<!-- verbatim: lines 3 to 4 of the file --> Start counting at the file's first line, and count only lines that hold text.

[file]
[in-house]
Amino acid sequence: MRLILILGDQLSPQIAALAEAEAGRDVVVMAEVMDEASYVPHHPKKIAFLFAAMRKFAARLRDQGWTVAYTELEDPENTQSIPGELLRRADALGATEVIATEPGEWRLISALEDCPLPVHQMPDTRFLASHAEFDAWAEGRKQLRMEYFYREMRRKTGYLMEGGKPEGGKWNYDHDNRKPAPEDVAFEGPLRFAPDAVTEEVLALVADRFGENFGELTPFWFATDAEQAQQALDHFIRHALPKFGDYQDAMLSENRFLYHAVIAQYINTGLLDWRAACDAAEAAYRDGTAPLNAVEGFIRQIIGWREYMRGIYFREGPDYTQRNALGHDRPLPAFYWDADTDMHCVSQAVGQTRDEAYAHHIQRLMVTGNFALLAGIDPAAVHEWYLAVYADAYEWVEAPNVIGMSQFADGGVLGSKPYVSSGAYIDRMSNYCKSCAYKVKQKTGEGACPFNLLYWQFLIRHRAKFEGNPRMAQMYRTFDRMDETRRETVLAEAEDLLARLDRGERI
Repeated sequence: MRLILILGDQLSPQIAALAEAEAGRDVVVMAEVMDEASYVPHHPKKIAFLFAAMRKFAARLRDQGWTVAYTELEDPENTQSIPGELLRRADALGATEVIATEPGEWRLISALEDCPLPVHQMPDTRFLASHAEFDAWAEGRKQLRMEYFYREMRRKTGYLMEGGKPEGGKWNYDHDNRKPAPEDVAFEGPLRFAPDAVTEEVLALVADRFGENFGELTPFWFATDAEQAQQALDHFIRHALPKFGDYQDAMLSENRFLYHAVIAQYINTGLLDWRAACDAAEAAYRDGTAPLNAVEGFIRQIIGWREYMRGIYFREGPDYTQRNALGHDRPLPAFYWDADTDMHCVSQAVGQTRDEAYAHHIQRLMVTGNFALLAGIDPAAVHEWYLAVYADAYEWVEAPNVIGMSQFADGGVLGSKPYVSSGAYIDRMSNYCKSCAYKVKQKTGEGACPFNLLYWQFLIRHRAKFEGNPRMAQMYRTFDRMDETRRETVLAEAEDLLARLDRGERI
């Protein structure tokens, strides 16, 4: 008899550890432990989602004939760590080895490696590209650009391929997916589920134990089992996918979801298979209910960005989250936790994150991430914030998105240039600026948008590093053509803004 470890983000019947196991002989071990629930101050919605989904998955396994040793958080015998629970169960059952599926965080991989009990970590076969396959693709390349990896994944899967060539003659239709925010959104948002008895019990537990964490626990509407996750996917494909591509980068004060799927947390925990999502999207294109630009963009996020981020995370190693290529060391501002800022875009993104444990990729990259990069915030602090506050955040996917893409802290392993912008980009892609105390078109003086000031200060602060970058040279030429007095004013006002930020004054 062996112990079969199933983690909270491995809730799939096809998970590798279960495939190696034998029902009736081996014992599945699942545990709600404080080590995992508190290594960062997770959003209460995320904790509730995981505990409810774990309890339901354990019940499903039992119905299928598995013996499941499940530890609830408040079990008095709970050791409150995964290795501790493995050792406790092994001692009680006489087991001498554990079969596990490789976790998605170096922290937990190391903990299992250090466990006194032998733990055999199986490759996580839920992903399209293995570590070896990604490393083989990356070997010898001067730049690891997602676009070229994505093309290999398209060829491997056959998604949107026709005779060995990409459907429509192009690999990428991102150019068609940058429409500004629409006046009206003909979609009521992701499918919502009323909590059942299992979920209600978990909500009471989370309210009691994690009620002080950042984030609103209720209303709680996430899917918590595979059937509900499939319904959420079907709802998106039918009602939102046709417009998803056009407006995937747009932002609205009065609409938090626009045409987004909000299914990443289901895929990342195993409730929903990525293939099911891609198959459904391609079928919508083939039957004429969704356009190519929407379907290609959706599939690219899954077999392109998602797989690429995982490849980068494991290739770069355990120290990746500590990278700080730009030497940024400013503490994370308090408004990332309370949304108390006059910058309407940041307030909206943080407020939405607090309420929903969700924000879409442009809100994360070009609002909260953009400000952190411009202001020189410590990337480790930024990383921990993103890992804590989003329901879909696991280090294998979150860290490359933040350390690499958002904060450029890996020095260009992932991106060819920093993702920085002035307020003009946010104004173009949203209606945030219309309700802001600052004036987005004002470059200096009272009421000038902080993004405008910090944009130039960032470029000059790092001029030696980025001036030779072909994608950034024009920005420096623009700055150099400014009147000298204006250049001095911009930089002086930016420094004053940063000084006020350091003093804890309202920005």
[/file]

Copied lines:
Repeated sequence: MRLILILGDQLSPQIAALAEAEAGRDVVVMAEVMDEASYVPHHPKKIAFLFAAMRKFAARLRDQGWTVAYTELEDPENTQSIPGELLRRADALGATEVIATEPGEWRLISALEDCPLPVHQMPDTRFLASHAEFDAWAEGRKQLRMEYFYREMRRKTGYLMEGGKPEGGKWNYDHDNRKPAPEDVAFEGPLRFAPDAVTEEVLALVADRFGENFGELTPFWFATDAEQAQQALDHFIRHALPKFGDYQDAMLSENRFLYHAVIAQYINTGLLDWRAACDAAEAAYRDGTAPLNAVEGFIRQIIGWREYMRGIYFREGPDYTQRNALGHDRPLPAFYWDADTDMHCVSQAVGQTRDEAYAHHIQRLMVTGNFALLAGIDPAAVHEWYLAVYADAYEWVEAPNVIGMSQFADGGVLGSKPYVSSGAYIDRMSNYCKSCAYKVKQKTGEGACPFNLLYWQFLIRHRAKFEGNPRMAQMYRTFDRMDETRRETVLAEAEDLLARLDRGERI
């Protein structure tokens, strides 16, 4: 008899550890432990989602004939760590080895490696590209650009391929997916589920134990089992996918979801298979209910960005989250936790994150991430914030998105240039600026948008590093053509803004 470890983000019947196991002989071990629930101050919605989904998955396994040793958080015998629970169960059952599926965080991989009990970590076969396959693709390349990896994944899967060539003659239709925010959104948002008895019990537990964490626990509407996750996917494909591509980068004060799927947390925990999502999207294109630009963009996020981020995370190693290529060391501002800022875009993104444990990729990259990069915030602090506050955040996917893409802290392993912008980009892609105390078109003086000031200060602060970058040279030429007095004013006002930020004054 062996112990079969199933983690909270491995809730799939096809998970590798279960495939190696034998029902009736081996014992599945699942545990709600404080080590995992508190290594960062997770959003209460995320904790509730995981505990409810774990309890339901354990019940499903039992119905299928598995013996499941499940530890609830408040079990008095709970050791409150995964290795501790493995050792406790092994001692009680006489087991001498554990079969596990490789976790998605170096922290937990190391903990299992250090466990006194032998733990055999199986490759996580839920992903399209293995570590070896990604490393083989990356070997010898001067730049690891997602676009070229994505093309290999398209060829491997056959998604949107026709005779060995990409459907429509192009690999990428991102150019068609940058429409500004629409006046009206003909979609009521992701499918919502009323909590059942299992979920209600978990909500009471989370309210009691994690009620002080950042984030609103209720209303709680996430899917918590595979059937509900499939319904959420079907709802998106039918009602939102046709417009998803056009407006995937747009932002609205009065609409938090626009045409987004909000299914990443289901895929990342195993409730929903990525293939099911891609198959459904391609079928919508083939039957004429969704356009190519929407379907290609959706599939690219899954077999392109998602797989690429995982490849980068494991290739770069355990120290990746500590990278700080730009030497940024400013503490994370308090408004990332309370949304108390006059910058309407940041307030909206943080407020939405607090309420929903969700924000879409442009809100994360070009609002909260953009400000952190411009202001020189410590990337480790930024990383921990993103890992804590989003329901879909696991280090294998979150860290490359933040350390690499958002904060450029890996020095260009992932991106060819920093993702920085002035307020003009946010104004173009949203209606945030219309309700802001600052004036987005004002470059200096009272009421000038902080993004405008910090944009130039960032470029000059790092001029030696980025001036030779072909994608950034024009920005420096623009700055150099400014009147000298204006250049001095911009930089002086930016420094004053940063000084006020350091003093804890309202920005």